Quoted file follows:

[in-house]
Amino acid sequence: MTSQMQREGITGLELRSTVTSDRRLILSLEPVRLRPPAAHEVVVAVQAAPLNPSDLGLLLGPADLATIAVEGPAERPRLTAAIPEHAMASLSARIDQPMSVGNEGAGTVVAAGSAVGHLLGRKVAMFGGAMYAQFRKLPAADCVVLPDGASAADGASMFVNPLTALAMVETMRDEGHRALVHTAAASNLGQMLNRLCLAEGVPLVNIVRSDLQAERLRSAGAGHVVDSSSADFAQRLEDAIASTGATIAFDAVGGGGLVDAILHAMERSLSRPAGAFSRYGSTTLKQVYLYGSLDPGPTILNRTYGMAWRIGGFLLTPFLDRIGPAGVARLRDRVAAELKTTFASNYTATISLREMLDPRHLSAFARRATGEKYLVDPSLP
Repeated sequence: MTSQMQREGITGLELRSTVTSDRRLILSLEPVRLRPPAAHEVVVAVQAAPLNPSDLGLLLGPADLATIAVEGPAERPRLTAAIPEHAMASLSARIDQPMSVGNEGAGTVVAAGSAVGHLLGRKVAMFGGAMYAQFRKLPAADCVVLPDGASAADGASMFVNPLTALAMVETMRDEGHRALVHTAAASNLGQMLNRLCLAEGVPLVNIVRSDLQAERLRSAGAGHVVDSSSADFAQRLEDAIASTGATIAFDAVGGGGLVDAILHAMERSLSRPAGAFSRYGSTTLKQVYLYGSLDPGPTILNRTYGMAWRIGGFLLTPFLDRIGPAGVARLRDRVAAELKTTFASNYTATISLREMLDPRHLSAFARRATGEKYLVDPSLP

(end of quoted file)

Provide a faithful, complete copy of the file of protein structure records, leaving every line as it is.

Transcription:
[in-house]
Amino acid sequence: MTSQMQREGITGLELRSTVTSDRRLILSLEPVRLRPPAAHEVVVAVQAAPLNPSDLGLLLGPADLATIAVEGPAERPRLTAAIPEHAMASLSARIDQPMSVGNEGAGTVVAAGSAVGHLLGRKVAMFGGAMYAQFRKLPAADCVVLPDGASAADGASMFVNPLTALAMVETMRDEGHRALVHTAAASNLGQMLNRLCLAEGVPLVNIVRSDLQAERLRSAGAGHVVDSSSADFAQRLEDAIASTGATIAFDAVGGGGLVDAILHAMERSLSRPAGAFSRYGSTTLKQVYLYGSLDPGPTILNRTYGMAWRIGGFLLTPFLDRIGPAGVARLRDRVAAELKTTFASNYTATISLREMLDPRHLSAFARRATGEKYLVDPSLP
Repeated sequence: MTSQMQREGITGLELRSTVTSDRRLILSLEPVRLRPPAAHEVVVAVQAAPLNPSDLGLLLGPADLATIAVEGPAERPRLTAAIPEHAMASLSARIDQPMSVGNEGAGTVVAAGSAVGHLLGRKVAMFGGAMYAQFRKLPAADCVVLPDGASAADGASMFVNPLTALAMVETMRDEGHRALVHTAAASNLGQMLNRLCLAEGVPLVNIVRSDLQAERLRSAGAGHVVDSSSADFAQRLEDAIASTGATIAFDAVGGGGLVDAILHAMERSLSRPAGAFSRYGSTTLKQVYLYGSLDPGPTILNRTYGMAWRIGGFLLTPFLDRIGPAGVARLRDRVAAELKTTFASNYTATISLREMLDPRHLSAFARRATGEKYLVDPSLP